assumes that plurality is a sum of singularities, cf.(3)
above. But, if two singular features are assumed to
yield a semantic plural, what would the representation
of plural in generic DPs or universally quantified DPs
be ?

Although partial agreement receives a lot of attention,
the author does not say how he would derive full
agreement with postverbal conjoined subjects. This
leaves the picture of agreement phenomena incomplete.
Note also that it is not clear why the projection above
coordination allows to obtain PA in case of V-S
agreement (p.120), but full agreement in case of
modifier agreement (p.135).

More crucially, the structure of DP coordination with
postnominal modifiers assumes that conjunction is
licensed by a predicational functional head, hosting the
adjective, cf.(9a). This structure parallels the
structure of subject DP coordination where conjunction
is licensed by the verbal functional head, cf.(11b).
Then, it is not clear at all what the structure of a
subject coordination modified by a postnominal adjective
should be: if the head licensing the conjunction were I,
as in (11a), where would the ADJ be, and vice versa ?

(11) a. [IP DP1 [I'[and [IP DP2 [I'[I...]]]]]]
b. [XP X [YP DP1 [Y'[and [YP DP2 [Y'[ADJ...]]]]]]

Finally, the argumentation is somewhat incoherent. In
the chapter 3, conjoined bare NPs are claimed to be
allowed in preverbal position, since they are linked to
a pro in postverbal position. The author stipulates that
conjoined bare NPs cannot be linked to a pro because
''coordination would force a kind of movement that
ordinary NPs cannot undergo''. This is not consistent
with the assumption that conjuncts do not move. In the
chapter 4, the prenominal adjective agreeing only with
the first conjunct is said to be able to have scope over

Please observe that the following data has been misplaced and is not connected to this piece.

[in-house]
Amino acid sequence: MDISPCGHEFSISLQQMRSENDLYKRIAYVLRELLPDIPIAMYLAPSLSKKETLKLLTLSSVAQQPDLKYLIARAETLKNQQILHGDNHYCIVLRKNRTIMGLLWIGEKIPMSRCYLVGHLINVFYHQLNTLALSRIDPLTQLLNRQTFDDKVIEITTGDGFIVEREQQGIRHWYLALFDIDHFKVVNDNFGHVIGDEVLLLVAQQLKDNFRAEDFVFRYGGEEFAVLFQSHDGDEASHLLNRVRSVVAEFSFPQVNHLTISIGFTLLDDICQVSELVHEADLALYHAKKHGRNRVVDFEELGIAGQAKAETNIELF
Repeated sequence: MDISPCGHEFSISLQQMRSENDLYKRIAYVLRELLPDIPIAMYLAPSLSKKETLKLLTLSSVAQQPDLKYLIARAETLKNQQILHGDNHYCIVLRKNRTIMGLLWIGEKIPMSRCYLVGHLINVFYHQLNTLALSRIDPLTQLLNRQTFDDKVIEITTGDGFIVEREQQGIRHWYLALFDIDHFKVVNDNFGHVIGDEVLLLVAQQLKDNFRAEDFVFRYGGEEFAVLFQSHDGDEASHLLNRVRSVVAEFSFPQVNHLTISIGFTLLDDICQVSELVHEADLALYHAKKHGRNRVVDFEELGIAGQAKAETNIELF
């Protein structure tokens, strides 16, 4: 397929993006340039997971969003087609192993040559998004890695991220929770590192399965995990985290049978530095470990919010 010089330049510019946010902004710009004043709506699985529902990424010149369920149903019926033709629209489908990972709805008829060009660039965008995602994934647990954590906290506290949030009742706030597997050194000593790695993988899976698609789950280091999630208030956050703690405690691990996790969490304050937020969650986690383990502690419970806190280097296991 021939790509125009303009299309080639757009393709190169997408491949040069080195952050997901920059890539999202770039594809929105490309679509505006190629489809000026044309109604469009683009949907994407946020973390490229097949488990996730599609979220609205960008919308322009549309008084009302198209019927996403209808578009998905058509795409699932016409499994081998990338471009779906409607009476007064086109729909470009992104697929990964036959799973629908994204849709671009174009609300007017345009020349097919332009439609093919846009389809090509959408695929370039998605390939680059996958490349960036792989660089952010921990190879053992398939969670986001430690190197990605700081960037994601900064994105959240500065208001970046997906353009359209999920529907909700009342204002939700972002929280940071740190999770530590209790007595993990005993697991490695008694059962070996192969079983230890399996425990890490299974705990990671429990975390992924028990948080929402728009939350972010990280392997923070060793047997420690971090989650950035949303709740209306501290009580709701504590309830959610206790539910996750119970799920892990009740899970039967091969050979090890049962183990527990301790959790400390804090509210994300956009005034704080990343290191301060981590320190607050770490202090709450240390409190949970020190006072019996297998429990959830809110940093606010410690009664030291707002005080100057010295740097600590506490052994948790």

both conjunct, but the author claims that the
ungrammaticality of full agreement on prenominal
adjectives relates to the fact that they cannot have
scope over both conjuncts. Finally, the data analyzed
with respect to gapping in the chapter 5 do not involve
gapping, but V(P) coordination (''John came and left'').

Aoun, J., Benmamoun, E. & Sportiche, D., 1994.
''Agreement, Word Order and Conjunction''. Linguistic
Inquiry, 25: 195-220.
Aoun, J., & Benmamoun, E., 1999. ''Agreement,
Coordination, and Gapping''. Ms. USC and SOAS.
Chomsky, N., 1957. Syntactic Structures. The Hague:
Gazdar et al., 1985. ''Coordination and How to
Distinguish Categories''. Natural Language and Linguistic
Theory, 3: 117-171.
Goodall, G., 1987. Parallel Structures in Syntax.
Cambridge: CUP.
Haiman, J., 1983. ''On Some Origins of Switch Reference
Marking''. In J. Haiman & P. Munro (eds.), Switch-
Reference and Universal Grammar, 105-128. Amsterdam:
John Benjamins.
Hale, K. & Jeanne, L., 1976. Hopi workshop notes. Ms.
University of Arizona.
Höhle, T., 1990. ''Assumptions about Asymmetric
Coordination''. In J. Mascaró & M. Nespor (eds.), GLOW
Essays for Henk van Riemsdijk. Dordrecht: Foris.
Johannessen, J., 1996. ''Partial Agreement and
Coordination''. Linguistic Inquiry, 27: 661-676.
Johannessen, J., 1998. Coordination. Oxford: OUP.
Longobardi, G., 1994. ''Reference and Proper Names''.
Linguistic Inquiry 25 :609-666.
Munn, A., 1993. Topics in the Syntax and Semantics of
Coordinate Structures. Ph.D. dissertation, University of
Pullum, G.,& Zwicky, A., 1986. ''Phonological Resolution
of Syntactic Features Conflict''. Language 62: 751-773.
Zoerner, E., 1995. Coordination: The Syntax of &P. Ph.D.
dissertation, University of California.
Hana Skrabalova is a teaching and research assistant at
the University of Paris 3. Her field of research
(Ph.D. dissertation in progress) includes syntax and
semantics of coordinate expressions and related
phenomena (agreement, DP structure, plurality). She is
mostly working on Slavic (Czech) and Romance (French)